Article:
Is Mushroom Strike A Look At Labor's New Face?

On a routine day, the workers on the morning shift for Kaolin Mushroom Farms in southern Chester County, Pa., near Philadelphia, are inside the dank, low-slung sheds by 5 a.m., picking mushrooms.

There, they bend and stretch, fingers and knives flying in a well-practiced frenzy over the broad beds, harvesting the white nubs from the compost.

But April 1 was no routine day outside the Kaolin company gates.

On that morning, 140 workers - all Hispanic - gathered in a park near the mushroom plant and glanced around in some confusion. They seemed surprised at their own boldness.

They were on strike.

The Mexican consul of Philadelphia attempted to mediate. Even a former Mexican presidential candidate trooped into the Kaolin company offices, urging negotiation with the strikers.

Suddenly, what started as a simple protest for union recognition had become much more.

The strike - played out against the backdrop of a proposed North American free-trade pact and pending state and federal legislation to increase farm workers' rights - may have wide-reaching implications, not only for the state's $256-million-a-year mushroom industry, but also for labor as a whole.

"It's possible," said Pennsylvania State University labor professor Tom Juravich, "that this little strike could take on a much larger life than one might expect."

How did it ever come to this?

Kaolin owner Michael Pia blames one man, Ventura Gutierrez, an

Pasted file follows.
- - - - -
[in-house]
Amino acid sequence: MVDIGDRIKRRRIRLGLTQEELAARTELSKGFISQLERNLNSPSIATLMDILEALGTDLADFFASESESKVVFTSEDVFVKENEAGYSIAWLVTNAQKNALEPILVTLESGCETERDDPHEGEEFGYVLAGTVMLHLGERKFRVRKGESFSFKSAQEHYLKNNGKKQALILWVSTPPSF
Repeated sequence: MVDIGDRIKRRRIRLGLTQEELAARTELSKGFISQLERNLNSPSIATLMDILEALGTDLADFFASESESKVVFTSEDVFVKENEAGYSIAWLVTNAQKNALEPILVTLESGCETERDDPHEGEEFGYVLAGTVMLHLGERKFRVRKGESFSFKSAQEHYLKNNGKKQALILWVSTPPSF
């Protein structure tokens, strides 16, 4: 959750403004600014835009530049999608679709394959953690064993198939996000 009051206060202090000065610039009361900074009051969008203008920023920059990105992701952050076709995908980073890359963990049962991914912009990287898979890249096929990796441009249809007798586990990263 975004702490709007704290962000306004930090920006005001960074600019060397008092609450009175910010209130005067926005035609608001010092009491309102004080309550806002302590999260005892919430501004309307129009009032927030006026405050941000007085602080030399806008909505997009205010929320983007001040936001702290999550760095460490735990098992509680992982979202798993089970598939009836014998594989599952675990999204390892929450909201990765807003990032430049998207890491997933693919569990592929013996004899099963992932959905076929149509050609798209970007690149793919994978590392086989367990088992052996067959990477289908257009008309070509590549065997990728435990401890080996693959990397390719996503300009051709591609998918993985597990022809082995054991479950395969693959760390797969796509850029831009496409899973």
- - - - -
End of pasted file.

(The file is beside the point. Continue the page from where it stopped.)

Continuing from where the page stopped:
experienced farm-labor organizer from California who came here at the invitation of the Farmworkers Support Committee in New Jersey.


"The gentleman (Gutierrez) shows up on my doorstep one day, and tells my people that I cut their wages," Pia said. "He fills their heads with erroneous ideas."

Gutierrez sees it differently.

"The attitude of the owner toward the workers is to see them like machine parts, not as human beings, not as equals," he said. "But they are going to return to work as human beings with pride and dignity. What's important isn't that they earn $6 or $7 an hour, but that they have rights, and that they are respected."

Pia and the 100 or so area mushroom-farm owners see themselves as providing better jobs and pay than the workers could get in Mexico.

Pia's company offers workers up to 12 weeks' annual leave and one week paid vacation after one year. Just before the walkout, it added increased holiday pay and a cafeteria-style medical plan.

Still, mushroom harvesting is a grueling job where on a good day a Kaolin worker can earn $55 for picking 500 pounds - for pickers, there are no hourly wages, just $1.10 per 10-pound box. Many of the workers live in overcrowded trailers and apartments, some with no running water. They are isolated by poverty and language.

There have been several other walkouts in the recent past. But they were short-lived protests of one or two days that attracted little attention.

This time things are different.

To begin with, there's the growing impact of the Immigration Reform and Control Act of 1986, which gave legal residence in the United States to some foreign nationals.

Many Mexicans took advantage of it, setting down roots in Chester County, moving their families here and trying to build a community.


They have gone from being an invisible presence of single men to a visible population in supermarkets, schools and churches.

Another factor is the North American Free Trade Agreement, a proposal to unify the markets of Canada, Mexico and the United States.